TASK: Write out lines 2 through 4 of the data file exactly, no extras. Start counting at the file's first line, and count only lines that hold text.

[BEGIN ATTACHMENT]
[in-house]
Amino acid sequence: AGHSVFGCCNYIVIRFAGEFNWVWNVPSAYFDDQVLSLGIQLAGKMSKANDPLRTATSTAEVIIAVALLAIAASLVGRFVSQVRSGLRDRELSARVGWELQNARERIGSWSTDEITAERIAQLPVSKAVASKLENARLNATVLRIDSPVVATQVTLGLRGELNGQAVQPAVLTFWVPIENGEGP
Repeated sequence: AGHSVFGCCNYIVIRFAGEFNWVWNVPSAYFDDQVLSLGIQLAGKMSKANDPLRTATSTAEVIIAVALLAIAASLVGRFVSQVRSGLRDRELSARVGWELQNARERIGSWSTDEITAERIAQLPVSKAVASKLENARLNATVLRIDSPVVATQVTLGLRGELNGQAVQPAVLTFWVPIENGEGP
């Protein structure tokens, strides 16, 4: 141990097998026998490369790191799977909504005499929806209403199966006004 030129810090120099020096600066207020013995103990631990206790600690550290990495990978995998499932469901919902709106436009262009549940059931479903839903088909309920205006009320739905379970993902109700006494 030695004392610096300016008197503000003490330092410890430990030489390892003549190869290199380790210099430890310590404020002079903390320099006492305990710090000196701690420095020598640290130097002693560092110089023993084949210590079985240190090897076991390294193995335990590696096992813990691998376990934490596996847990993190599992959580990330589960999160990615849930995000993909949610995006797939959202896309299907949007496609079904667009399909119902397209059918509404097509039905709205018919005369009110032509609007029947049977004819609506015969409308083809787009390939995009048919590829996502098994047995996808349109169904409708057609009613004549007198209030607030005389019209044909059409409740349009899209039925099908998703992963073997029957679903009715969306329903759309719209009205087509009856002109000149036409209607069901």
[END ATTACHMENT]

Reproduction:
Amino acid sequence: AGHSVFGCCNYIVIRFAGEFNWVWNVPSAYFDDQVLSLGIQLAGKMSKANDPLRTATSTAEVIIAVALLAIAASLVGRFVSQVRSGLRDRELSARVGWELQNARERIGSWSTDEITAERIAQLPVSKAVASKLENARLNATVLRIDSPVVATQVTLGLRGELNGQAVQPAVLTFWVPIENGEGP
Repeated sequence: AGHSVFGCCNYIVIRFAGEFNWVWNVPSAYFDDQVLSLGIQLAGKMSKANDPLRTATSTAEVIIAVALLAIAASLVGRFVSQVRSGLRDRELSARVGWELQNARERIGSWSTDEITAERIAQLPVSKAVASKLENARLNATVLRIDSPVVATQVTLGLRGELNGQAVQPAVLTFWVPIENGEGP
């Protein structure tokens, strides 16, 4: 141990097998026998490369790191799977909504005499929806209403199966006004 030129810090120099020096600066207020013995103990631990206790600690550290990495990978995998499932469901919902709106436009262009549940059931479903839903088909309920205006009320739905379970993902109700006494 030695004392610096300016008197503000003490330092410890430990030489390892003549190869290199380790210099430890310590404020002079903390320099006492305990710090000196701690420095020598640290130097002693560092110089023993084949210590079985240190090897076991390294193995335990590696096992813990691998376990934490596996847990993190599992959580990330589960999160990615849930995000993909949610995006797939959202896309299907949007496609079904667009399909119902397209059918509404097509039905709205018919005369009110032509609007029947049977004819609506015969409308083809787009390939995009048919590829996502098994047995996808349109169904409708057609009613004549007198209030607030005389019209044909059409409740349009899209039925099908998703992963073997029957679903009715969306329903759309719209009205087509009856002109000149036409209607069901």